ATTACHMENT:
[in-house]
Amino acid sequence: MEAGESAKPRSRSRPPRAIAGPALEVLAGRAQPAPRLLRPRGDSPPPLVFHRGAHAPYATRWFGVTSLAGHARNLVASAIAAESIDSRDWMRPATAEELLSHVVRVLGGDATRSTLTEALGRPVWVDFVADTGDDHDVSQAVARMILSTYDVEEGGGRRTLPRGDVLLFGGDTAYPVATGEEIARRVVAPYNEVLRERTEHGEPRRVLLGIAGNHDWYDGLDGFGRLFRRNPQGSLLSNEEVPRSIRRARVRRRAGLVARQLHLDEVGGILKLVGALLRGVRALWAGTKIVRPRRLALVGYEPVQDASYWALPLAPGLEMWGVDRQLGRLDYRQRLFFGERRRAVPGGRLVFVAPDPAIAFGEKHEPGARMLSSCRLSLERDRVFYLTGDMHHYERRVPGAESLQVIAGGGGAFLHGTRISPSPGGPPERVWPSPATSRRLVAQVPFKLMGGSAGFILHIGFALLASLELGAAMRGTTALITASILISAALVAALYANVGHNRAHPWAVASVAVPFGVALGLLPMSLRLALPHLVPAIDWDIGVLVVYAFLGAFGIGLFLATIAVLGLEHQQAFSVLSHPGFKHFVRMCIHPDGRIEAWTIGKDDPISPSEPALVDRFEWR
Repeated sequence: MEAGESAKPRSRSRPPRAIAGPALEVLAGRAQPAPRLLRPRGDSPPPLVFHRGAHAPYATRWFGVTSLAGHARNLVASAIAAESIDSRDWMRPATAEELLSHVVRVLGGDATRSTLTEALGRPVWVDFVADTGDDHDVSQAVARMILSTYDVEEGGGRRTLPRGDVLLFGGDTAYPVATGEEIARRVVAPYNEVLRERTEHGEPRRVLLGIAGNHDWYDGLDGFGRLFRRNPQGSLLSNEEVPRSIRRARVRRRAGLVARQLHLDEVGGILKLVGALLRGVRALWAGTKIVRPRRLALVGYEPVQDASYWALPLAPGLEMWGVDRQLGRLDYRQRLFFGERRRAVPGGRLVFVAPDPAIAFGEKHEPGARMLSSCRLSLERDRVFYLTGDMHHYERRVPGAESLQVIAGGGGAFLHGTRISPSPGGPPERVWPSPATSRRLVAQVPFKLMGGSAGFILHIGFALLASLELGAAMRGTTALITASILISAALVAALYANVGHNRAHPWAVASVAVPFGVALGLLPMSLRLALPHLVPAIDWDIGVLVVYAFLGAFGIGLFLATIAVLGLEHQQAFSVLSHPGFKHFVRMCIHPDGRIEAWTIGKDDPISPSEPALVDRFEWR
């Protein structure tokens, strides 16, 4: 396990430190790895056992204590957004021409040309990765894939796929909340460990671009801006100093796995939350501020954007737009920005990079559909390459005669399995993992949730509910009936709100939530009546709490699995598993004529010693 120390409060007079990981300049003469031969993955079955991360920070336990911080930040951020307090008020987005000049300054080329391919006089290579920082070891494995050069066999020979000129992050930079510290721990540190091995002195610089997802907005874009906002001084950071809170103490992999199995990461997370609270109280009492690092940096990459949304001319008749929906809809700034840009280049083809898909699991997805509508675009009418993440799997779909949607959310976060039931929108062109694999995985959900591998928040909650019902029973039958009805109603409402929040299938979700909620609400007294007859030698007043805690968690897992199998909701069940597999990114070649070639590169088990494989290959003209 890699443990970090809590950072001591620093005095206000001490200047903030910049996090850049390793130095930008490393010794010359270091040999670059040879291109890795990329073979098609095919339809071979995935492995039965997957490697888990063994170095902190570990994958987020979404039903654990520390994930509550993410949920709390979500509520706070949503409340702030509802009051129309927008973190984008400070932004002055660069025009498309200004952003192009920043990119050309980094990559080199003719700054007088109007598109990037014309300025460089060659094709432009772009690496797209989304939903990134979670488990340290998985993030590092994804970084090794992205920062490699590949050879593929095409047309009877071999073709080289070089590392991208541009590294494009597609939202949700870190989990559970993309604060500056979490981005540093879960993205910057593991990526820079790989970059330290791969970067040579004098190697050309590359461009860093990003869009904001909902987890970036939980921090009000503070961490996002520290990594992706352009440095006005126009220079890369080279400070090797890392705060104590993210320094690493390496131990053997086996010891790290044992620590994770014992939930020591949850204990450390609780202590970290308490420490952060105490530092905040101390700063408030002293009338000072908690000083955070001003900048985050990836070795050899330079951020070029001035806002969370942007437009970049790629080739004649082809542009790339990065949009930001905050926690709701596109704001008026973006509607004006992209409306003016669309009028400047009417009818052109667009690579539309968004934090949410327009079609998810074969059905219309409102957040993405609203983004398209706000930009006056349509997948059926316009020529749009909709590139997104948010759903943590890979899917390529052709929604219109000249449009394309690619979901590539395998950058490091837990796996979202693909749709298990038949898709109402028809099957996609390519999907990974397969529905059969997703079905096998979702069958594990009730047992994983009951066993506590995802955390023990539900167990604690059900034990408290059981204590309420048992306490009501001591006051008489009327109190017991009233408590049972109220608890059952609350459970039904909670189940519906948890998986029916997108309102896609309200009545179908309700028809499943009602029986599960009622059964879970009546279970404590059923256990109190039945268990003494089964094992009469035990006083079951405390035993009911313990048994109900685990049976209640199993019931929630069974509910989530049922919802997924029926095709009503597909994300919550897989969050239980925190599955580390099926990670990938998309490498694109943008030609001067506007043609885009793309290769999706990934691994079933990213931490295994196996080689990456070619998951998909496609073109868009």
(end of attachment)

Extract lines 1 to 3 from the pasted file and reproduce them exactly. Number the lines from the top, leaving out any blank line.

[in-house]
Amino acid sequence: MEAGESAKPRSRSRPPRAIAGPALEVLAGRAQPAPRLLRPRGDSPPPLVFHRGAHAPYATRWFGVTSLAGHARNLVASAIAAESIDSRDWMRPATAEELLSHVVRVLGGDATRSTLTEALGRPVWVDFVADTGDDHDVSQAVARMILSTYDVEEGGGRRTLPRGDVLLFGGDTAYPVATGEEIARRVVAPYNEVLRERTEHGEPRRVLLGIAGNHDWYDGLDGFGRLFRRNPQGSLLSNEEVPRSIRRARVRRRAGLVARQLHLDEVGGILKLVGALLRGVRALWAGTKIVRPRRLALVGYEPVQDASYWALPLAPGLEMWGVDRQLGRLDYRQRLFFGERRRAVPGGRLVFVAPDPAIAFGEKHEPGARMLSSCRLSLERDRVFYLTGDMHHYERRVPGAESLQVIAGGGGAFLHGTRISPSPGGPPERVWPSPATSRRLVAQVPFKLMGGSAGFILHIGFALLASLELGAAMRGTTALITASILISAALVAALYANVGHNRAHPWAVASVAVPFGVALGLLPMSLRLALPHLVPAIDWDIGVLVVYAFLGAFGIGLFLATIAVLGLEHQQAFSVLSHPGFKHFVRMCIHPDGRIEAWTIGKDDPISPSEPALVDRFEWR
Repeated sequence: MEAGESAKPRSRSRPPRAIAGPALEVLAGRAQPAPRLLRPRGDSPPPLVFHRGAHAPYATRWFGVTSLAGHARNLVASAIAAESIDSRDWMRPATAEELLSHVVRVLGGDATRSTLTEALGRPVWVDFVADTGDDHDVSQAVARMILSTYDVEEGGGRRTLPRGDVLLFGGDTAYPVATGEEIARRVVAPYNEVLRERTEHGEPRRVLLGIAGNHDWYDGLDGFGRLFRRNPQGSLLSNEEVPRSIRRARVRRRAGLVARQLHLDEVGGILKLVGALLRGVRALWAGTKIVRPRRLALVGYEPVQDASYWALPLAPGLEMWGVDRQLGRLDYRQRLFFGERRRAVPGGRLVFVAPDPAIAFGEKHEPGARMLSSCRLSLERDRVFYLTGDMHHYERRVPGAESLQVIAGGGGAFLHGTRISPSPGGPPERVWPSPATSRRLVAQVPFKLMGGSAGFILHIGFALLASLELGAAMRGTTALITASILISAALVAALYANVGHNRAHPWAVASVAVPFGVALGLLPMSLRLALPHLVPAIDWDIGVLVVYAFLGAFGIGLFLATIAVLGLEHQQAFSVLSHPGFKHFVRMCIHPDGRIEAWTIGKDDPISPSEPALVDRFEWR